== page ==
Under the proposal, $32 million will be allocated to social service providers, cities and unincorporated areas for "locally defined" needs.

That figure includes $11.6 million for emergency shelters, affordable housing and safe havens for adults with mental illness or addiction. About $20.4 million will be given to organizations providing mental health services, substance abuse treatment or counseling.

The other $48 million will go toward county-run programs, including a $20 million loan fund to finance developers building affordable housing.

The rest of the plan includes:
-- $17.3 million to provide housing assistance to individuals released from
county jails and hospitals;
-- $4 million to increase the number of homeless individuals receiving
Supplemental Security Income;
-- $5.9 million for a housing locator, year-round shelters and Homeless
Court; and
-- $800,000 to address "adverse community reactions."

At the urging of Supervisor Mike Antonovich, the board took $4.8 million from the Undesignated Capital Account fund to pay for 50 additional beds for mentally ill residents and 30 beds for people leaving county jails.

County supervisors also agreed to allow the Department of Children and Family Services to hire eight monitors and one supervisor to serve as liaisons between the department and homeless families.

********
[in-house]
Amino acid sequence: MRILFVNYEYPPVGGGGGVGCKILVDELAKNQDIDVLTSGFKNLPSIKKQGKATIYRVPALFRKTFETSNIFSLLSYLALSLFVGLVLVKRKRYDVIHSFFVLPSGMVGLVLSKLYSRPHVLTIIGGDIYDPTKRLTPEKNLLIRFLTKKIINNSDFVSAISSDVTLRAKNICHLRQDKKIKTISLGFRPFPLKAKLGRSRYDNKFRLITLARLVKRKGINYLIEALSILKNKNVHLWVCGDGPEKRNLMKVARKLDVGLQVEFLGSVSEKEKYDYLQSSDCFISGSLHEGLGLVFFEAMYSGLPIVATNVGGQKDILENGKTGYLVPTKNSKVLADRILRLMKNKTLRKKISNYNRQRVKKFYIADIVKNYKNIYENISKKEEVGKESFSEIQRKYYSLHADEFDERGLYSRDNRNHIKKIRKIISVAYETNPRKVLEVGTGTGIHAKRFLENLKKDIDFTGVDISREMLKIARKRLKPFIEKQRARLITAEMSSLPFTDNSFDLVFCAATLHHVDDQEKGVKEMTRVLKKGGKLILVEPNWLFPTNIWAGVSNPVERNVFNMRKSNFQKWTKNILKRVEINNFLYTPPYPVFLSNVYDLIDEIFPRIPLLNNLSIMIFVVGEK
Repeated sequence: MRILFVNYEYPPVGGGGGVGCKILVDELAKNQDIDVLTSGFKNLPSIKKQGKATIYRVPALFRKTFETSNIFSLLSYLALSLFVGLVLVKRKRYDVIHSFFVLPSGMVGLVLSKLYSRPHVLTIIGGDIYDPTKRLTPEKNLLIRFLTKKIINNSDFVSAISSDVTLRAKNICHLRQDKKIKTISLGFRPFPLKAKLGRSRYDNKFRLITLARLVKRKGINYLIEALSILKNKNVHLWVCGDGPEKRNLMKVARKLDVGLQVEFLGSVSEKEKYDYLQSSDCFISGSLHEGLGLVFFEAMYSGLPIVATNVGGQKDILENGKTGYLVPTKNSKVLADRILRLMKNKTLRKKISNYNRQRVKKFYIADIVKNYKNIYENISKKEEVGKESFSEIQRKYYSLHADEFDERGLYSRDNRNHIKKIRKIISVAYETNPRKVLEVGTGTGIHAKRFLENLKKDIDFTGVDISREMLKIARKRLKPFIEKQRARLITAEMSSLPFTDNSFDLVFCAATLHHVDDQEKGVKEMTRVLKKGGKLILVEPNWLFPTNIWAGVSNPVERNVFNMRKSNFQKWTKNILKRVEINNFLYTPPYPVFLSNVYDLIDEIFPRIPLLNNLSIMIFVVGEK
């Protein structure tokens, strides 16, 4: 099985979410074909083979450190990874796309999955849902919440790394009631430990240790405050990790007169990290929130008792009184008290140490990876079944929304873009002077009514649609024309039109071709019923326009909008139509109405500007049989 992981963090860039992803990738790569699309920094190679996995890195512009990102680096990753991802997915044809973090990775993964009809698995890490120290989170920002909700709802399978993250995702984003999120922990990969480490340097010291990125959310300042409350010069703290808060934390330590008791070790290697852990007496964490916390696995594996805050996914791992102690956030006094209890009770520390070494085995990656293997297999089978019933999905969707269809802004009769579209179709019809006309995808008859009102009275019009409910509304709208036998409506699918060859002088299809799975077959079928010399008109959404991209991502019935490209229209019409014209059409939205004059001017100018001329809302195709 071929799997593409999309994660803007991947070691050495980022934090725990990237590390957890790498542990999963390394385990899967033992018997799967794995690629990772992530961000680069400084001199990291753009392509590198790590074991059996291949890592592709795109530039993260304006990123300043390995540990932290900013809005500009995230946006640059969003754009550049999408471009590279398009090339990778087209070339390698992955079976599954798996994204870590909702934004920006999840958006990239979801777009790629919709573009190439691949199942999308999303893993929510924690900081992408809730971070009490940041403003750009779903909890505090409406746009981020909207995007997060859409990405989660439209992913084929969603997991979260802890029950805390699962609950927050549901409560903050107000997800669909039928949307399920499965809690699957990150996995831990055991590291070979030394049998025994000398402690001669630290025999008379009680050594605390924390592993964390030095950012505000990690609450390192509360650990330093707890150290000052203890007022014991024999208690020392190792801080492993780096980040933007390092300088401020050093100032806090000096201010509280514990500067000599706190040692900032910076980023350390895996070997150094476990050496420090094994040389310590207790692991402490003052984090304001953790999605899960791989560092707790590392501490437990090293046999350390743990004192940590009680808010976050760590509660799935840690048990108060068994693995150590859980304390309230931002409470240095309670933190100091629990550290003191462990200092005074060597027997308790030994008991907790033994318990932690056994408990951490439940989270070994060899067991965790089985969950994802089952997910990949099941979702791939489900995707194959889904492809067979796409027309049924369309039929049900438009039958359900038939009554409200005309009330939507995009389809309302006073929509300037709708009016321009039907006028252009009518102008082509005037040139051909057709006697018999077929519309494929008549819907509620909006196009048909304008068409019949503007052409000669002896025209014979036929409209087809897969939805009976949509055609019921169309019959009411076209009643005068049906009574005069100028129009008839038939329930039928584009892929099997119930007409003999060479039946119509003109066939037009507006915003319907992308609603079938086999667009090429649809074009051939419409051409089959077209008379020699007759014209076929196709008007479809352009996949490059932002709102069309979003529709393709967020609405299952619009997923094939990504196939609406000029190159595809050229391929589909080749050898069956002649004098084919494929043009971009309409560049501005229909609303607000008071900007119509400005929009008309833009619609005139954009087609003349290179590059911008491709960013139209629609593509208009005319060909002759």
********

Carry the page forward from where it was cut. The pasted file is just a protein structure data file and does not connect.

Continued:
Supervisor Yvonne Brathwaite Burke voiced concern that children would be separated from their parents just for being homeless.

"If a child is being abused, the child is at risk. But what we're talking about is whether or not a poor child is at risk," Burke said. "That really is the crux in the difference in approach."

However, DCFS Director Trish Ploehn said a child's housing situation would not automatically determine whether a child is taken from his parents.

The "Homeless Prevention Initiative" also includes a commitment of $20 million in ongoing funding. The Board of Supervisors did not vote on that money at today's meeting.

The next step is for county officials to return to the board in 120 days with contracts that allow cities and community groups to apply for funding.

RAlossi
Sep 27, 2006, 5:05 PM
So to sum up, we're getting a ban on drug addicts or sellers returning to Skid Row right after they're released from the jails (or after treatment). This is probably the most important thing to happen with Skid Row in the recent past.

But that wouldn't mean anything without enforcement. Add in the 50 permanent drug-enforcement police specialists to help with enforcing the above-mentioned rule, and there's a significant piece of the puzzle.

Lastly, $80 million to help fund homeless shelters/treatment centers in the county outside of Skid Row will finally force the suburbs to deal with some of this problem.

citywatch
Oct 24, 2006, 2:48 AM
Trade Mission To Asia Yields $300M In Investments

(CBS) LOS ANGELES Mayor Antonio Villaraigosa said Monday that his trade mission to Asia yielded $300 million in international investments, and re-affirmed his commitment to public transit and architectural landmarks. The mayor and his delegation, which included Councilmen Dennis Zine, Jack Weiss, Jose Huizar and 45 business leaders, returned yesterday from a 14-day, nine-city mission to China, Japan and South Korea.

"L.A.'s relevance as a world class, international city will be driven by our willingness to engage in the economic forces driving globalization," Villaraigosa said.